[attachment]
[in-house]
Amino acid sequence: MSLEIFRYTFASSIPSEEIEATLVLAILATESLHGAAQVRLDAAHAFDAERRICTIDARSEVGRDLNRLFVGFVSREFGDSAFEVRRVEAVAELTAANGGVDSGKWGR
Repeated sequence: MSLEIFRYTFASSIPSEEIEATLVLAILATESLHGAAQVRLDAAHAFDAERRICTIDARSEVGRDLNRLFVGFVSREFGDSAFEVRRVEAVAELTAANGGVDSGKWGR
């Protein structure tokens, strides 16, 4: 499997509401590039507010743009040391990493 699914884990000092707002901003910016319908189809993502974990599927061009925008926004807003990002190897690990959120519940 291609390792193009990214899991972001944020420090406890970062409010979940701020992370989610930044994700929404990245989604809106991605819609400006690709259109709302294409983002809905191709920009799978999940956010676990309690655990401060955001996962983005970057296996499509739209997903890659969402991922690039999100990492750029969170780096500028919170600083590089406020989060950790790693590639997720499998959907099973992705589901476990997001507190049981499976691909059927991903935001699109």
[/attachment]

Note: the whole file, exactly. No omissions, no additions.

[in-house]
Amino acid sequence: MSLEIFRYTFASSIPSEEIEATLVLAILATESLHGAAQVRLDAAHAFDAERRICTIDARSEVGRDLNRLFVGFVSREFGDSAFEVRRVEAVAELTAANGGVDSGKWGR
Repeated sequence: MSLEIFRYTFASSIPSEEIEATLVLAILATESLHGAAQVRLDAAHAFDAERRICTIDARSEVGRDLNRLFVGFVSREFGDSAFEVRRVEAVAELTAANGGVDSGKWGR
């Protein structure tokens, strides 16, 4: 499997509401590039507010743009040391990493 699914884990000092707002901003910016319908189809993502974990599927061009925008926004807003990002190897690990959120519940 291609390792193009990214899991972001944020420090406890970062409010979940701020992370989610930044994700929404990245989604809106991605819609400006690709259109709302294409983002809905191709920009799978999940956010676990309690655990401060955001996962983005970057296996499509739209997903890659969402991922690039999100990492750029969170780096500028919170600083590089406020989060950790790693590639997720499998959907099973992705589901476990997001507190049981499976691909059927991903935001699109």